Luckily there is no shortage of smart and level-headed people at Trump’s disposal. Indeed an entire group of talented people who would previously never have agreed to work for a presidential administration is now available. People the world over have indeed just gotten safer owing to Trump’s victory, whether they accept this or not. You’re welcome, bitches.

29 Troll me November 13, 2016 at 6:25 pm

Can you tell us about the type of person that would have refused work for the previous administration but are now at Trump’s disposal?

What kind of qualifications and experience are you talking about, aside from some Trump’s gambling connections and Russian kleptocrats he helped to buy properties in Florida?

Serious questions. I’m not expecting serious answers. But I’d be happy to be proven wrong.

30 ladderff November 14, 2016 at 12:27 am

Think for yourself, cuck.

31 derek November 13, 2016 at 8:46 pm

Clinton did just fine in the destruction and devastation without nukes. If she went ahead with having the Ukraine join NATO she may very well incite a European war. Luckily she is now preoccupied with keeping herself and hangers on out of jail.

If we see a nuclear exchange in our lifetime it likely will be connected to the Iranian’s getting the bomb and either them or someone in response to them letting one off. Hard to blame Clinton for that, it is Obama’s legacy.

32 we live in interesting times November 14, 2016 at 1:37 pm

Oh, brother. I’m having a flashback to Jane Fonda talking to her son after Reagan was elected.

It was a print article, I think. Maybe in People.

LMAO then, too!

33 we live in interesting times November 14, 2016 at 1:38 pm

I still haven’t watched that stupid “Day After” movie.

34 TuringTest November 13, 2016 at 1:03 pm

Re: Hanson (prediction markets): didn’t prediction markets fail big twice this year?

35 8 November 13, 2016 at 4:01 pm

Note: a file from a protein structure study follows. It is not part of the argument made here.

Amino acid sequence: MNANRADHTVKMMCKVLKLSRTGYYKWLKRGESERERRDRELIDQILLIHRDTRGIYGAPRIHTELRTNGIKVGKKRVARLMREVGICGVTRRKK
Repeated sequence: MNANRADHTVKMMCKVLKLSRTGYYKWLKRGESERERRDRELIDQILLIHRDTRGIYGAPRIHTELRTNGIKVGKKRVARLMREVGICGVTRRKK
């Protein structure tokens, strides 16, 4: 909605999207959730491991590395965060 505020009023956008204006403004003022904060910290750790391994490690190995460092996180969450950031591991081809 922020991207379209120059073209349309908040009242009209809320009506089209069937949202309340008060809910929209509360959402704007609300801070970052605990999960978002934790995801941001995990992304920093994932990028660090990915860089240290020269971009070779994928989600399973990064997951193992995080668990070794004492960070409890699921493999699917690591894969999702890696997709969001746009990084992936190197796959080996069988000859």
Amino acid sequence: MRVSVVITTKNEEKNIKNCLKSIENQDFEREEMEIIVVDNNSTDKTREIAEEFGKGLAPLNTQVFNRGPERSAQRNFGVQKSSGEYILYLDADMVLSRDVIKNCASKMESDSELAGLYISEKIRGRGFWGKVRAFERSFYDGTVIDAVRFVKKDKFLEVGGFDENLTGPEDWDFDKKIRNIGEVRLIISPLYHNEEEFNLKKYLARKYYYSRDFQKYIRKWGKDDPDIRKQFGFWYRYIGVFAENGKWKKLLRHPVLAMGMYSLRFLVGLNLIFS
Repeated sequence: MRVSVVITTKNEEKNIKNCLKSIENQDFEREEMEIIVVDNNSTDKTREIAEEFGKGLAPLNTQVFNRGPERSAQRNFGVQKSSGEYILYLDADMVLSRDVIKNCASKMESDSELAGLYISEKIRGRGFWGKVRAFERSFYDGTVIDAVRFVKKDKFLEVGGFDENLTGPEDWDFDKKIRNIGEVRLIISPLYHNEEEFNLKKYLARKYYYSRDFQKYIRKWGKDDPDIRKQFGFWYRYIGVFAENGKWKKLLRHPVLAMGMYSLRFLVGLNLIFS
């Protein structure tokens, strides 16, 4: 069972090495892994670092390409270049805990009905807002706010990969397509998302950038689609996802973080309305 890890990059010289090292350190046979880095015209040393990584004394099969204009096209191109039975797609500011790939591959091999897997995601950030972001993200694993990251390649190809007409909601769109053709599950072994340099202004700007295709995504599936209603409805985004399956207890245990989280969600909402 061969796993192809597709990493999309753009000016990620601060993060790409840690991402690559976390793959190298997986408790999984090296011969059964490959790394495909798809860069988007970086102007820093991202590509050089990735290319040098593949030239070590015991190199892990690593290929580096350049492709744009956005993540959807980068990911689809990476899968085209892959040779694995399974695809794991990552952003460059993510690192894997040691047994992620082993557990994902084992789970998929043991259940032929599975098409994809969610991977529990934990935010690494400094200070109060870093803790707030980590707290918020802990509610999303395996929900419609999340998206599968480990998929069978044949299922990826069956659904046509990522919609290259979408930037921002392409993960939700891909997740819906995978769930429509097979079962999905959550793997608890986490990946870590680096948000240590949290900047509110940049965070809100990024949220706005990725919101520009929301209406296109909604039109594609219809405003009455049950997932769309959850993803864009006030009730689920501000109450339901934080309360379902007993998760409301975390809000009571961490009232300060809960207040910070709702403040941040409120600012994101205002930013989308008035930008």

Clever sillies have deep pockets.

36 Simon November 13, 2016 at 4:58 pm

Telling if prediction markets succeed/fail is a huge research project. Sort of along the lines of the book Superforecasting.

Markets can’t see the future, the best they can do is try to provide unbiased probabilities based on available information. The level of inherent variance is a function of challenges predicting chaotic/nonlinear systems.

So if over the next 20 years (and past 10 years or whatever) a determined scientific researcher collects prediction market time-series, and calibrates them to actual outcomes, we can determine if they are providing unbiased measures of probablistic forecasts. ELSE it’s really hard to tell.

37 Jonathan November 13, 2016 at 1:12 pm

Re 5: That was a very interesting article, Tyler. Thanks. But I take the gist of Amar’s argument on this point to be not that the *origins* of the Electoral College were slavery-tinged, but that the revisitation of this question in 1803 in the 12th amendment was where slavery got its oomph. That said, reading articles like this reinforced with me (for the milllionth time) what an amazingly serious and thoughtful group of guys the founders were. The compromise represented by the Electoral College was, in many ways, as this article makes clear, brilliant.

38 Joël November 13, 2016 at 1:13 pm

#6 is a great post, and I discovered a new blogger.

39 Brian Donohue November 14, 2016 at 9:40 am

Yup. Freddie is right, but much of the media is already showing they don’t understand what happened. But it’s ok, because probably the biggest result of the 2016 election is that the influence of the MSM is close to zero, which is amazing.